I Don’t Know Me Anymore

I’m becoming someone I don’t know.

When I was a child, I had obsessions with germs, diseases, and other kinds of contamination. At the time, those were my biggest fears. And although my hand-washing compulsion eventually reached a point where it damaged my skin and had to be noticed, addressed, and dealt with to an extent, because I never got real therapy for my problems, the problems came and went with varying severity and no, I didn’t continue washing my hands until they fell off, but barring that kind of extreme, I continued doing my compulsions… over and over again.

As I grew up, those contamination fears gradually lessened — but not for the right reasons; not because I learned how to deal with them. Instead, my greatest fears simply changed over time. I’m sure I learned a little bit of helpful cognitive-behavioral therapy along the way without realizing it, but for the most part, I always gave in to my fears and anxieties. I always took them at face value.

So now, as an adult, I find myself finally learning how to deal with my obsessions and compulsions. It’s one thing to resist doing a compulsion, but the only way to win is to resist doing a compulsion for the right reasons. Plenty of times as a kid I was told to “Just stop doing that,” but it’s not that simple. It’s not about just stopping doing that; it’s about stopping doing that, and knowing why.

For the last week or so, I’ve been relatively successful. But sometimes it seems like I resist a compulsion and, well… a smaller one just takes its place. Does that still count as a success? If I didn’t ask my husband for reassurance about something for several hours, is it OK that I had to make sure my earrings were perfectly symmetrical instead? I’m assuming the answer has to be yes… because while making sure my jewelry is symmetrical is perhaps not the healthiest hobby, it has to be less unhealthy than a lot of my alternatives. Maybe one day I won’t be the person you always see adjusting her jewelry — but until that day, I’ll have to be happy if I’m doing that and not something worse.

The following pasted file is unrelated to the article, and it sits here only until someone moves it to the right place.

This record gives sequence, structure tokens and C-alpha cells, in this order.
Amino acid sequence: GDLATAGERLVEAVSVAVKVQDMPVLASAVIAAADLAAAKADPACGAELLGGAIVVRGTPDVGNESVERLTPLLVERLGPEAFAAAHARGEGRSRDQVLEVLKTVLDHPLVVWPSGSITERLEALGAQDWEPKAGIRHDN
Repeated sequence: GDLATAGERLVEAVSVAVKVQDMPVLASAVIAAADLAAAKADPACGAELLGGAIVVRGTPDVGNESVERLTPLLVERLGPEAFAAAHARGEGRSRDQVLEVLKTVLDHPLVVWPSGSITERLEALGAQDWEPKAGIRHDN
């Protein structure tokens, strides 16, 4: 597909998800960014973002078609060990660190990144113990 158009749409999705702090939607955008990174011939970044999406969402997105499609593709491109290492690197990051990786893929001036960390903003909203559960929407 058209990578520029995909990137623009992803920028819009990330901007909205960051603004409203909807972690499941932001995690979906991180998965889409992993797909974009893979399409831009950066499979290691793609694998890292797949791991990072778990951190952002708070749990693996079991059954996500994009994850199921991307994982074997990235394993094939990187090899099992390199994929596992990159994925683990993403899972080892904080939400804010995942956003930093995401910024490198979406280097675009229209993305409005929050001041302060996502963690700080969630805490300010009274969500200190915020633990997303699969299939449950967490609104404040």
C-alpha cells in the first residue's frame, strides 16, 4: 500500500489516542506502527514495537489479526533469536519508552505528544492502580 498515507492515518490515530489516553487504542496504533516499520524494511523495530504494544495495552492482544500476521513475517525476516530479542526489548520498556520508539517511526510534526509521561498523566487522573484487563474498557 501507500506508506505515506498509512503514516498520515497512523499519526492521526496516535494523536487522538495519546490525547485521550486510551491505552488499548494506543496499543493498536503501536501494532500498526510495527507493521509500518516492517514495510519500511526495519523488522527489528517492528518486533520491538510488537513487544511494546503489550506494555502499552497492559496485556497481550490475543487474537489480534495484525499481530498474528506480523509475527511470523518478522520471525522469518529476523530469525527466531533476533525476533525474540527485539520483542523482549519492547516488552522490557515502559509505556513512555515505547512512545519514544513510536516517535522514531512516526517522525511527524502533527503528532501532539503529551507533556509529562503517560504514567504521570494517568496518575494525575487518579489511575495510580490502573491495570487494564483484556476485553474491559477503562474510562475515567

And then there are the times I just feel… empty. It’s like my brain doesn’t know what to do. “Wait, I told you to worry about something… and you’re ignoring me? WTF. I’m not used to this.” So there’s just sort of a blank element. I’m not sure how to progress or be motivated to do anything when my life isn’t motivated by dealing with something my brain thinks is a problem. Kind of scary… but also liberating.

I’ve used a lot of ellipses (“…”) improperly in this entry. But I won’t correct it! No!

2 thoughts on “I Don’t Know Me Anymore

  1. I have similar issues with my Bipolar Disorder. Getting it better controlled means losing a lot the chaotic drama that came with it, & I don’t know what to do with myself; I don’t know who I am without it. I was so sick for so long, I’m having to rediscover who I am now that my life isn’t ruled by depression or anger or drama.

    • willitbeok says:

      I guess it makes sense this might be true for any mental illness, or for simple bad habits — we get so used to them it’s hard to cope without, even though we should feel a lot freer and happier.

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